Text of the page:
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The Logic of Life: Uncovering the New Economics of Everything

The Logic of Life: Uncovering the New Economics of Everything

Paperback

By (author) Tim Harford

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Format
Hardback $22.56
  • Publisher: Little, Brown & Company
  • Format: Paperback | 288 pages
  • Dimensions: 152mm x 230mm x 22mm | 2,458g
  • Publication date: 25 January 2008
  • Publication City/Country: New York
  • ISBN 10: 031602757X
  • ISBN 13: 9780316027571
  • Edition statement: Export ed.
  • Sales rank: 1,268,782

Product description

THE UNDERCOVER ECONOMIST showed how ordinary economics explained everyday curiosities, such as the price of a cup of coffee and the traffic jam on the way to the supermarket. THE LOGIC OF LIFE shows how the new economics of rational choice theory explains much, much more. Drug addicts and teenage muggers can be rational. Suburban sprawl and inner city decay are rational. Endless meetings at the office and the injustices of working life? Rational. Economics explains why your boss is overpaid, whether we should build more prisons, and whether a city like New Orleans can recover from disaster. THE LOGIC OF LIFE introduces you to engaging stories and characters linked together in a bold narrative sweep. The book starts with the most intimate decisions - to have sex, to take drugs, to lead an honest life - then zooms out to discuss the logic of the family, of neighbourhoods, large corporations, cities themselves. This is the new economics of everything you never thought was economics, and it will help you see the world in a new way.

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Author information

Tim Harford writes the 'Dear Economist' column for the FT Saturday magazine. An award winning public speaker, Tim has been an economist for a major oil company and an economics tutor at Oxford University.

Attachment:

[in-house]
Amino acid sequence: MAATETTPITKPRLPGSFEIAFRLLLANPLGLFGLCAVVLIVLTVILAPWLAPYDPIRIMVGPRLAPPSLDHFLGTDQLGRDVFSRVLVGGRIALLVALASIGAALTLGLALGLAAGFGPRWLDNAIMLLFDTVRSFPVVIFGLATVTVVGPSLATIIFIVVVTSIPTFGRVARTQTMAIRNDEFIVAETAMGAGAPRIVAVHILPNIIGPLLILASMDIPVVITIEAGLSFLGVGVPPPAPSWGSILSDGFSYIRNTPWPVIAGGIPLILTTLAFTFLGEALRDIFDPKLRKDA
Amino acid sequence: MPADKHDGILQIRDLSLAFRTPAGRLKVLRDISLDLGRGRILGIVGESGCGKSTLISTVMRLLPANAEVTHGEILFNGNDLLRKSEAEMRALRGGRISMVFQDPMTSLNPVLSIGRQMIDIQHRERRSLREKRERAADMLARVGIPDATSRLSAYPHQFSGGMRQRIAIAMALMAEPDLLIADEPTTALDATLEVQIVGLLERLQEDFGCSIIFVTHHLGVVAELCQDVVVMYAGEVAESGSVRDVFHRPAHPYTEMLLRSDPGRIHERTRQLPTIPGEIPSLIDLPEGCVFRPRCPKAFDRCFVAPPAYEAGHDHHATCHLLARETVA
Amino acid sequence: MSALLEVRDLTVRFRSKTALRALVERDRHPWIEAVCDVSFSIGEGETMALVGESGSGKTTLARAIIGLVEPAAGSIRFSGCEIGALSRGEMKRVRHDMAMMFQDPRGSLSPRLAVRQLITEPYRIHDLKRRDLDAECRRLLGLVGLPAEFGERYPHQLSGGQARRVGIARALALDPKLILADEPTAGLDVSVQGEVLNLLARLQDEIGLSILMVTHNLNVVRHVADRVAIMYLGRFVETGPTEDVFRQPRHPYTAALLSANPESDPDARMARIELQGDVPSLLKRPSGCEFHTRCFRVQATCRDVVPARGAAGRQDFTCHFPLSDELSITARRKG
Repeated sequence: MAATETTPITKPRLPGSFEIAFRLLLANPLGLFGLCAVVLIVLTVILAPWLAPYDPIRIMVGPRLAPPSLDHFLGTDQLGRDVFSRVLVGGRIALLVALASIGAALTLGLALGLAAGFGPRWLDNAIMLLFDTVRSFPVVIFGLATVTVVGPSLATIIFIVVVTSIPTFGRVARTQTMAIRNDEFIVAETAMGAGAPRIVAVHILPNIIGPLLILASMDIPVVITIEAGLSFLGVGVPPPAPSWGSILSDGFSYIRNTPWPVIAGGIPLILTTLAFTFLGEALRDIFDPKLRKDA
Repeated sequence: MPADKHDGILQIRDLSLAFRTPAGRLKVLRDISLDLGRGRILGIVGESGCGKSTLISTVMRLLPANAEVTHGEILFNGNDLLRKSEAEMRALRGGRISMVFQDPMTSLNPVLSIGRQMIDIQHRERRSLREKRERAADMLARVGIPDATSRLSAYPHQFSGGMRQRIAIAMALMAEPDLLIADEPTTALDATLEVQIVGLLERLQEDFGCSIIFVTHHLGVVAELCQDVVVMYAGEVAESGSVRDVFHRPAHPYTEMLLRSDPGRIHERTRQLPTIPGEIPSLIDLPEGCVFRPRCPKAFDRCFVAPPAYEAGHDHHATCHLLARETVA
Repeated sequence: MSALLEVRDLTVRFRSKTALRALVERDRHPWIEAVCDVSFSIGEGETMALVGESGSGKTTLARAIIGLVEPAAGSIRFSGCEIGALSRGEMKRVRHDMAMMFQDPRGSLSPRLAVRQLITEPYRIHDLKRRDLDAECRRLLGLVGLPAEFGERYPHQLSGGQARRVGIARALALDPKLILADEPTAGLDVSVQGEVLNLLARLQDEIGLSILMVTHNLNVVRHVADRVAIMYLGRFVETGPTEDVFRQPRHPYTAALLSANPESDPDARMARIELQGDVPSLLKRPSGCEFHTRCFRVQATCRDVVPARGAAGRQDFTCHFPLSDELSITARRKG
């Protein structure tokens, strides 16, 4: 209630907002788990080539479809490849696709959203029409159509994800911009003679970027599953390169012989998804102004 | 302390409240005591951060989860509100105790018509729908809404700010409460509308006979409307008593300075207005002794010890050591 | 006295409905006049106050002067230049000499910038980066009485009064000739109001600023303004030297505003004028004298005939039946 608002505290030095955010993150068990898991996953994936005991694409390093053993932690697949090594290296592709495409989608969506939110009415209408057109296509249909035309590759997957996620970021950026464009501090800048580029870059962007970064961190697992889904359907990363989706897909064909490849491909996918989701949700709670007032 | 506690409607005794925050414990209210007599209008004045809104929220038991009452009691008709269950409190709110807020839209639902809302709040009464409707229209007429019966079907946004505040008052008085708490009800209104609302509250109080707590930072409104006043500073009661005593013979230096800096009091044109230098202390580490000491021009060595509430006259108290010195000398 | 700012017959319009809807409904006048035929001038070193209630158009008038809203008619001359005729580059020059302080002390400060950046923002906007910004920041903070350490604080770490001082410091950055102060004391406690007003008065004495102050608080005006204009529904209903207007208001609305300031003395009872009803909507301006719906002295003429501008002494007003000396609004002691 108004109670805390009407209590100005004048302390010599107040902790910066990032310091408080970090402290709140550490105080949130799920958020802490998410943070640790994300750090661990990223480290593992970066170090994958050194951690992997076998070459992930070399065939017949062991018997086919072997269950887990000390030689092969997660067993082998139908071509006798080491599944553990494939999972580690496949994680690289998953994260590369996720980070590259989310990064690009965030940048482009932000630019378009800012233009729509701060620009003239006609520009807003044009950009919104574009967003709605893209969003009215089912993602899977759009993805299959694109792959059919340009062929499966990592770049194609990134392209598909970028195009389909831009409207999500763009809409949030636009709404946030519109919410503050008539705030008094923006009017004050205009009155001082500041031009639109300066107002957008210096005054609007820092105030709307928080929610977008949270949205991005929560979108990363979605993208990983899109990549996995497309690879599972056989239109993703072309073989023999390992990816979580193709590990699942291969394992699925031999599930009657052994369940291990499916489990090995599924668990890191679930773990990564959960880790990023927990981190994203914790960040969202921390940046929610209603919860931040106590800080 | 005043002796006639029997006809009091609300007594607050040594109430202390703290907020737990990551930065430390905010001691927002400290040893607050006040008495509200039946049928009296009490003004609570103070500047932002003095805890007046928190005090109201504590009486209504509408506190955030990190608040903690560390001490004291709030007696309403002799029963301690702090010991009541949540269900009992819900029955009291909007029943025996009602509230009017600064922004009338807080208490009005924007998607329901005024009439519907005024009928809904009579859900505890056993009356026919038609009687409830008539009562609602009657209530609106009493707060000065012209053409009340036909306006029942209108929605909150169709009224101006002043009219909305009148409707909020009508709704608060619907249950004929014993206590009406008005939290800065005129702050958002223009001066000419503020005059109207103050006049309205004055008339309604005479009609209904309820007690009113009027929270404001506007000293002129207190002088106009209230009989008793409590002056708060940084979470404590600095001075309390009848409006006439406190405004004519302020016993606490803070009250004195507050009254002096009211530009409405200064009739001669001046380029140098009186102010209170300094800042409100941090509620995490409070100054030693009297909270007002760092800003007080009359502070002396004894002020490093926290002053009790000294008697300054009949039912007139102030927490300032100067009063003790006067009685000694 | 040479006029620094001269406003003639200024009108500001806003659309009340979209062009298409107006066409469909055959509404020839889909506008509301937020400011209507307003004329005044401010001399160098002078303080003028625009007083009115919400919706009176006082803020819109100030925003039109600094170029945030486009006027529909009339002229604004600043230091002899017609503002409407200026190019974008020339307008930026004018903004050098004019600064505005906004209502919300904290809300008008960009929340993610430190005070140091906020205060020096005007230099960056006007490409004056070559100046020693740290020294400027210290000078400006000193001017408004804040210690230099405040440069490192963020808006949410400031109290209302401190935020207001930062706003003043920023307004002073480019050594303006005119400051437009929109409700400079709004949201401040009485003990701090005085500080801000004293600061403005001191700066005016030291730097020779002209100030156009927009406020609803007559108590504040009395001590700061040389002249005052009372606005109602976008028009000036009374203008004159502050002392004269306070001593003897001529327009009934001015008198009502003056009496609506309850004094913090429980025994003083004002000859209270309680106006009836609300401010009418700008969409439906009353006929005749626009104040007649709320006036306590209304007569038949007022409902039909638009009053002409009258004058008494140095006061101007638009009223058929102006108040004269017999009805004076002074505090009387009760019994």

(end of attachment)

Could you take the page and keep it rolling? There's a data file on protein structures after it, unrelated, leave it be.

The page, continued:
Review quote

'The chapter "Why is Your Boss Overpaid?" is in itself worth the price of this book' - Sunday Telegraph 'This is no minor thesis . . . If you loved [The Tipping Point and Freakonomics] you'll love this' - Financial Times

Editorial reviews

Or, the things people will do for money - and for good reason.Contrary to pop economists who have examined the stranger moments of human behavior vis-a-vis the benjamins (Freakonomics, etc.), Financial Times and Slate columnist Harford (The Undercover Economist: Exposing Why the Rich Are Rich, Why the Poor Are Poor - And Why You Can Never Buy a Decent Used Car!, 2005) centers on the predictability of much of it. Criminals, for instance, "can be brutal and remorseless, but many of them are far from indifferent to the 'pains of imprisonment,' " because they know that in the calculus of life crime literally doesn't pay. That calculus comes into play when Mexican prostitutes (Harford picks many examples from the demimonde) determine whether or not the john must use a condom, charging more if not; and when soldiers decide whether to risk their lives by re-enlisting in exchange for the healthcare and other benefits offered by the military. "Even a coward like me will risk his life for money," writes the author, and risk is omnipresent, in various degrees, whenever money enters the discussion. Harford occasionally gets caught up in the inevitable abstractions of economics, but for the most part his narrative is refreshingly down-to-earth and even useful. The reader learns here, for instance, why he or she should damn the torpedoes and bet with a handful of bad cards: "Your opponent will have to call you a little more often. Because he knows that your bets are sometimes very weak, he can't afford to fold too easily." Would that the rest of life operated so predictably. But then, at least in a way, it does, so that, as Harford explains, it becomes apparent why Detroit is a third-rate city and New York a first-rate one, why New Orleans should not be rebuilt and why agribusiness contributes to political campaigns while real-estate agents do not.Chock-full of numbers and money talk, but oddly entertaining - of a piece with Dan Ariely's superior Predictably Irrational (2007) and other recent popularizing works in behavioral economics. (Kirkus Reviews)